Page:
One of the most popular answers to “Tell me about your leadership style” is I am a servant leader. Too often it is said with less than grand enthusiasm, almost a matter-of-fact throw away line.

So I began to ask questions about the origins of Servant Leadership and the answers I got were not very compelling. Many said the Bible, which is true, but most launched into their version of a definition.

The Rest of the Story

So here, as radio commentator Paul Harvey used to say, “Is the rest of the story.”

Robert K Greenleaf (1904 – 1990) holds the credit for first using the term in a 1970 essay. Greenleaf, who created and ran the Greenleaf Center for Servant Leadership. He attributed his inspiration for the term to a short story written by Hermann Hesse, “Journey to the East,” first published in 1932 and later translated to English in 1956.The story describes a group of men, members of The League, a timeless religious sect whose members include famous fictional and real characters who contracted with a company to organize a long journey.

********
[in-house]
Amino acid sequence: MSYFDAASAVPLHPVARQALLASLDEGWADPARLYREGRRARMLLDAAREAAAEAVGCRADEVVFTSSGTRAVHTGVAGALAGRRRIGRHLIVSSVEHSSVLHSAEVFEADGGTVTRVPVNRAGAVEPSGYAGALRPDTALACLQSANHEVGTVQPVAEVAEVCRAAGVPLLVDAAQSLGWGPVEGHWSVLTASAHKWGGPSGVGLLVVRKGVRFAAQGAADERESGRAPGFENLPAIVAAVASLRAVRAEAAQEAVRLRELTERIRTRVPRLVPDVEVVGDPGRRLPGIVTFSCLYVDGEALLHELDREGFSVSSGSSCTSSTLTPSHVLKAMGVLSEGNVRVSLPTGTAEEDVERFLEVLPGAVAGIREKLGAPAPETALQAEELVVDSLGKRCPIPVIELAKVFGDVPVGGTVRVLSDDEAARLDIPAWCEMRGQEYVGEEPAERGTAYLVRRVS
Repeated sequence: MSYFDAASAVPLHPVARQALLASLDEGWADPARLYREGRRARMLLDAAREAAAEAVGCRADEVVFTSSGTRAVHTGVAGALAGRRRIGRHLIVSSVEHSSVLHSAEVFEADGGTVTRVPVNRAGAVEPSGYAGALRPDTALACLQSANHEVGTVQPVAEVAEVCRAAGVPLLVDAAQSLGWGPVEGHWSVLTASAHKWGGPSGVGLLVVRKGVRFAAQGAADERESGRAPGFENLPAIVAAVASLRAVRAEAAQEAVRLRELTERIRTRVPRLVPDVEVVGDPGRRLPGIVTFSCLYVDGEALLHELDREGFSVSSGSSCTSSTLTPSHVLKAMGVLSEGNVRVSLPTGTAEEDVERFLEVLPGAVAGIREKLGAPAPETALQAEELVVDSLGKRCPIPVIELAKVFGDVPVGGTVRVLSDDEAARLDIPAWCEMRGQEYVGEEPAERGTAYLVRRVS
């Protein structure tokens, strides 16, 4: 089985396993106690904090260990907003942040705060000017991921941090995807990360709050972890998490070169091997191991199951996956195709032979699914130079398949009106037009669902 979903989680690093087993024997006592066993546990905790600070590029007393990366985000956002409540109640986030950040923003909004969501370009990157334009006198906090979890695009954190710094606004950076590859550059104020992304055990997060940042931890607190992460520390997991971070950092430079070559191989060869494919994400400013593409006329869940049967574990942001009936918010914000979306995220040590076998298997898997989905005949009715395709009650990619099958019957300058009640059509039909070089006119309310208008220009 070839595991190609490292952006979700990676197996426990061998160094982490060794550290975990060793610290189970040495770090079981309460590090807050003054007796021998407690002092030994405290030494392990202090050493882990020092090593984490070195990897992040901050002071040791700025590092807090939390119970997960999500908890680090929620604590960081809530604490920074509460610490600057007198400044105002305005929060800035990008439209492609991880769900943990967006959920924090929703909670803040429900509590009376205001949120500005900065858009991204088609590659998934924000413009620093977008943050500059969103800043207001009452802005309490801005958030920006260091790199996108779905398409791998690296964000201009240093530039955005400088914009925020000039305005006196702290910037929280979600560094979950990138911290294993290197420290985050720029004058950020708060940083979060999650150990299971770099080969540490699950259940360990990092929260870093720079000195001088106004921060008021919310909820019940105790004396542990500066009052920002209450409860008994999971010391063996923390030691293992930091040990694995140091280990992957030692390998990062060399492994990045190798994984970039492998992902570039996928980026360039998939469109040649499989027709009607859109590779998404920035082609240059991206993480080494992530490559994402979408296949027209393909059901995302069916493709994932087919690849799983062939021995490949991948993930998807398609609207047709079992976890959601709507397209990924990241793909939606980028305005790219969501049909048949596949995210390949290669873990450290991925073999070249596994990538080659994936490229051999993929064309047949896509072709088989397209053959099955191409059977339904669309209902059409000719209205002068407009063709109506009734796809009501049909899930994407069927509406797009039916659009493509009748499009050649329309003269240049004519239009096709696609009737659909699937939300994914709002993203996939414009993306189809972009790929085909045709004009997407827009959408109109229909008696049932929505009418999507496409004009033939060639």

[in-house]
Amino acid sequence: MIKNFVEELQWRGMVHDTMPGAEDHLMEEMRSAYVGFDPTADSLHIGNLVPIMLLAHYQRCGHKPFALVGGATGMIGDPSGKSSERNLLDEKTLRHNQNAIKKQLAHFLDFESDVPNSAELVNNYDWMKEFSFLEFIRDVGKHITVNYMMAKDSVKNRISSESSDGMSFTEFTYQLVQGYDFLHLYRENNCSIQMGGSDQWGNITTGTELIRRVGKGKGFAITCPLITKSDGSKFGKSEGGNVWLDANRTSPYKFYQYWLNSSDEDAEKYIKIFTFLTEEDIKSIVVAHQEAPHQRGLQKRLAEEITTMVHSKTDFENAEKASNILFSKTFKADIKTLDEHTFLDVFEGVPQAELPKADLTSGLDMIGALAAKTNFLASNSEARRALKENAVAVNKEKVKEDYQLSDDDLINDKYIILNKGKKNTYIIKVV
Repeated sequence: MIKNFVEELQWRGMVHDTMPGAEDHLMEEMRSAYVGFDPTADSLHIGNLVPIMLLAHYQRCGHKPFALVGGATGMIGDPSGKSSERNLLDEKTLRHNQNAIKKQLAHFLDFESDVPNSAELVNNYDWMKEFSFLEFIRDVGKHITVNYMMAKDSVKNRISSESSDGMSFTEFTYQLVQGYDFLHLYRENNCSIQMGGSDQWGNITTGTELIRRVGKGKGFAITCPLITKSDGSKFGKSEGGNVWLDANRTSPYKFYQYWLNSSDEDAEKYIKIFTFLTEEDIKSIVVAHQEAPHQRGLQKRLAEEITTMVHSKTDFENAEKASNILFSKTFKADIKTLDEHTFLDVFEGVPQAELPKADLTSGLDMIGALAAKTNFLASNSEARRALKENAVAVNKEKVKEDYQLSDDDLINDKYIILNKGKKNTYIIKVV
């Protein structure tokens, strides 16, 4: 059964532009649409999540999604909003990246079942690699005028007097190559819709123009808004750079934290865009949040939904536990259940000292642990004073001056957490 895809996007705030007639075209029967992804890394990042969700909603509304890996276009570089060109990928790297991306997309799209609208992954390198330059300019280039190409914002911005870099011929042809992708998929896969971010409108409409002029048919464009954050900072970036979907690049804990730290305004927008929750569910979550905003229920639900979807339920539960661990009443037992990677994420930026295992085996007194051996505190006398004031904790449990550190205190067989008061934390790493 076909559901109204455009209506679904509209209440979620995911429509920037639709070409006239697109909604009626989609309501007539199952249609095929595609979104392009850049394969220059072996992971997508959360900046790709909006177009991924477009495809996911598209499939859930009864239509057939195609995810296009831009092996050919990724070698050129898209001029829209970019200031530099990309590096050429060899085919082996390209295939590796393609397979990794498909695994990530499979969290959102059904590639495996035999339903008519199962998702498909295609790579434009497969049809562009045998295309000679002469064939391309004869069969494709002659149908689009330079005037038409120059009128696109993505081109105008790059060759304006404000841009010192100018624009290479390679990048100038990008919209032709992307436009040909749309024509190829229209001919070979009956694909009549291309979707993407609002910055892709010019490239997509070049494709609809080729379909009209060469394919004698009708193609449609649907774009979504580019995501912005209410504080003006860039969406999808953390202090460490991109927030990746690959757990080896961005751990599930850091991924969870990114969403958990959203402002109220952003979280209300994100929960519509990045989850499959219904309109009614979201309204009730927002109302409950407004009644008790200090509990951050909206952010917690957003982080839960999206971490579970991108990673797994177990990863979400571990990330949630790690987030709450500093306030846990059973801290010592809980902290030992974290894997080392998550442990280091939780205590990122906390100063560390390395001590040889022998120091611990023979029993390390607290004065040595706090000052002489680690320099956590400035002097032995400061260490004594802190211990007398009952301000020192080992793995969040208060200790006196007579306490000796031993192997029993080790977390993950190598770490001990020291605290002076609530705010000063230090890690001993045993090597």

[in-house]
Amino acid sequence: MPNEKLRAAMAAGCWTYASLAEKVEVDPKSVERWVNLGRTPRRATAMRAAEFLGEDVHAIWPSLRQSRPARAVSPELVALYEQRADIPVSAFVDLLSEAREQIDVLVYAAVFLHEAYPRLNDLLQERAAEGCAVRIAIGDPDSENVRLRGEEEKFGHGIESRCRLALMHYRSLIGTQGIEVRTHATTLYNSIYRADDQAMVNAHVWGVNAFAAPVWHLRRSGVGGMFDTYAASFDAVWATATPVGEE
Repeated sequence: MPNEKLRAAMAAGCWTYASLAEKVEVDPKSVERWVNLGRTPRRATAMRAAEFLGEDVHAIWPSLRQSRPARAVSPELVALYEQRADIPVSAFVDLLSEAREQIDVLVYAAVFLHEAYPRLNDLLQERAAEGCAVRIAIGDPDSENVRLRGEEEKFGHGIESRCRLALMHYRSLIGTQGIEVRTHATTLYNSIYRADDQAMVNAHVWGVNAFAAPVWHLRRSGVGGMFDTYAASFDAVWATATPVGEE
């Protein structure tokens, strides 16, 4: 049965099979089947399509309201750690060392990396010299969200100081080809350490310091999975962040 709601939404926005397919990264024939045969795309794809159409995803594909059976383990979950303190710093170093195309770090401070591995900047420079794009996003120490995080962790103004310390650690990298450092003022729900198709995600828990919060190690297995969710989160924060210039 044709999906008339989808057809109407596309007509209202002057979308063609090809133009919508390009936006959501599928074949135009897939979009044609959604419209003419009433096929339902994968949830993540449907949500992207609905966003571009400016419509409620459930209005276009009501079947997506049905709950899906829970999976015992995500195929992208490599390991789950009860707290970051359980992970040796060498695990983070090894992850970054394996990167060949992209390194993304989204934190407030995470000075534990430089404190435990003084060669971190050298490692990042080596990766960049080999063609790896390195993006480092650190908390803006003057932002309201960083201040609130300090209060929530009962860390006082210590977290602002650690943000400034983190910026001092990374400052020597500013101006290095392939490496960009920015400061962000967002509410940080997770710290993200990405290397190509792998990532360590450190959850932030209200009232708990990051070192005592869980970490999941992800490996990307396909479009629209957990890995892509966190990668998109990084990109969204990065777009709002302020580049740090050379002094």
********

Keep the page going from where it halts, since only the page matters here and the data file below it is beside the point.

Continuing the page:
The Disappearance Led to Chaos

One of the servants, a man named Leo, was admired by the travelers because he handled the chores and menial tasks and maintained the morale of the travelers and the other servants with his good humor and song. The trip was moving ahead on schedule until they came to a deep gorge. It was there that things changed.

Leo disappeared and soon the other servants were arguing among themselves. Chores were not getting done and the travelers became downtrodden without Leo’s good cheer. Soon, the travelers abandoned their journey.

Years later one of the travelers happened to visit the company that had organized the trip. Much to his astonishment he discovered that Leo was not some minor functionary but the owner of the company.

The takeaway:

When describing your leadership style, something that is integral to who you are as an executive, it is a good idea to take the time to explore what and why you believe what you believe. Do not get flat-footed by an interviewer who calls your hand.